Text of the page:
Ok, so maybe not impossible, nor six, but certainly highly improbable.  Fast Exit, an Andrews 40 under ownership of John Raymont, crewed by Alan “Details” Andrews, Doug Johnstone (Hitchhiker), Zack Maxam, Steve Mader, Shane Vowels and Taylor Mullins, mounted a very unlikely and generally regarded, doubtful bid to win Division 3 under ORR. Overall at that time was not even a mere speck of a consideration.

ORR 2 was a mishmash class ranging from ultralights at the low comfort end (Soto 40) to luxury sleds (Swan 60) at the posh end.  The all around downwind weapon J-125 Timeshaver, was the bookies favourite to win.  Fast Exit was pegged to show, possibly!

Going into the race the weather was not promising a blazing run to Cabo with a high pressure ridge setting up over the race course and low pressure pushing over the top, which could either crush the gradient all together or help out at the lower end of the course with a building NW gradient.  As it turns out it did a bit of both.  We wanted to get outside and get outside fast, then get south and stay ahead of the high ridge if at all possible.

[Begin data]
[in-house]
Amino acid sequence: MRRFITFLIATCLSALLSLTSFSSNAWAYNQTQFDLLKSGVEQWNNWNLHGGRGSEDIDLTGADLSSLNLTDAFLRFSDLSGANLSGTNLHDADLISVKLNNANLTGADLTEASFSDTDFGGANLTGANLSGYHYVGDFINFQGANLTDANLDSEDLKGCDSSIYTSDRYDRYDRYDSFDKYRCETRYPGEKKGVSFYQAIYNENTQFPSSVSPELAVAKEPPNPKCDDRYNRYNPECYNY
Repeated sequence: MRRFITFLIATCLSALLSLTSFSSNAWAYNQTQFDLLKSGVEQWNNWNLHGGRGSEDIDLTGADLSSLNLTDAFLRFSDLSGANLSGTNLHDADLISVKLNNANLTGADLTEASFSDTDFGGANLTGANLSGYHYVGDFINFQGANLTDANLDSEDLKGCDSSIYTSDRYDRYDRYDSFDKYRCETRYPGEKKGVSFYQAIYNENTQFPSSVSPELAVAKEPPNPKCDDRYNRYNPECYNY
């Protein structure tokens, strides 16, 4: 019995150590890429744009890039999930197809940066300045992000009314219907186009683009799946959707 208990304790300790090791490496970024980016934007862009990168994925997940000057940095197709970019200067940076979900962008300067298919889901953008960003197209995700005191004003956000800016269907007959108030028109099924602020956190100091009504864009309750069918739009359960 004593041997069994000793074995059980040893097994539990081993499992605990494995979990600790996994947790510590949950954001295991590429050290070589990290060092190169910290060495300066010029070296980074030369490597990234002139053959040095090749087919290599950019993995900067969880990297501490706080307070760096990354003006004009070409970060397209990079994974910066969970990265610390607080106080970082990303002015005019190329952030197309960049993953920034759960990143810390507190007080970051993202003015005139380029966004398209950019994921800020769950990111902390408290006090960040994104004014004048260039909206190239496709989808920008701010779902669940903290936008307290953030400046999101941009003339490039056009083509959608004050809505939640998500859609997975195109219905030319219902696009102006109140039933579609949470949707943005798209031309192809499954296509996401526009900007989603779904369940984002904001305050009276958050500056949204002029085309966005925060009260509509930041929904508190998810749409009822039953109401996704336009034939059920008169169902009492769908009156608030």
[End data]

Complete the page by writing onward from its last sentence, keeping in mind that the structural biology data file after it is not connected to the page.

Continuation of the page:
Friday opened clear with spectacular views of snow topped mountains and a dominant offshore flow.  We got a great start at the left end of the line in company of Bretwalda 3 the Rogers 46, Timeshaver, and the Soto 40 Zero Gravity (cool name and even cooler paint job).  The fifties class which started with us were all line up to leeward on our hip and the luxury sled owned the right end of the line.  Straight into the A-2 we were moving out smartly, holding off the hard charging Timeshaver.  Then the tack line parted and caused a small amount of drama.  This allowed the J-125 to go past and as the breeze built, they lit up and sailed away. The transition into the onshore flow was smooth and the breeze continued to build into the mid to high teens which allowed our turbo camper to get on step and minimize the damage that Timeshaver was inflicting on us.  We held off the fifties and the boats inshore of us for the bulk of day one into day two.  Actually, come to think of it, we held off the fifties for pretty much the whole race.

Day two opened with lighter conditions as expected. But, we had good course position and had Timeshaver in visual, good for us, not so much for them! A bit of a seabreeze built in the afternoon, nothing big but enough to allow the J-boat to sail a bit faster and lower than we could.  This would be a habit of theirs that would wear thin as the race progressed.

As we lost visual, it was time to start polling Yb.  The OA had removed any delay, so one could essentially track the competition in real time.  Not that there was much to track at that time.  Later in the race it would become a very useful tool for avoiding holes down the course.